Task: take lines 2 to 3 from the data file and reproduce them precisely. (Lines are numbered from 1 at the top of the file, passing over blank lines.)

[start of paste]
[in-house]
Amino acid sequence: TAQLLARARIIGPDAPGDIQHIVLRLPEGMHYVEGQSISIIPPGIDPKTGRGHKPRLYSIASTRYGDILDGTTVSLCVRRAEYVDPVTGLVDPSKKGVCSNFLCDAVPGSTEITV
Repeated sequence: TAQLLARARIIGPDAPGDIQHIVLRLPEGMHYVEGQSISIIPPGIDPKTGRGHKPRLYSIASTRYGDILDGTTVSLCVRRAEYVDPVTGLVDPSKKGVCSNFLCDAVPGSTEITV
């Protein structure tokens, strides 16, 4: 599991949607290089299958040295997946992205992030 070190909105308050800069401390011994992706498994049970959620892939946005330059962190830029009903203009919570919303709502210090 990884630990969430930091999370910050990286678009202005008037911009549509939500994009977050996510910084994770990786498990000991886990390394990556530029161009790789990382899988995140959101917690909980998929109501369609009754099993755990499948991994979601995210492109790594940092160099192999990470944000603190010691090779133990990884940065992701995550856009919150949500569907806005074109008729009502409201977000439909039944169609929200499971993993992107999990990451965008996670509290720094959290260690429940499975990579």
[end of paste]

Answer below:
Amino acid sequence: TAQLLARARIIGPDAPGDIQHIVLRLPEGMHYVEGQSISIIPPGIDPKTGRGHKPRLYSIASTRYGDILDGTTVSLCVRRAEYVDPVTGLVDPSKKGVCSNFLCDAVPGSTEITV
Repeated sequence: TAQLLARARIIGPDAPGDIQHIVLRLPEGMHYVEGQSISIIPPGIDPKTGRGHKPRLYSIASTRYGDILDGTTVSLCVRRAEYVDPVTGLVDPSKKGVCSNFLCDAVPGSTEITV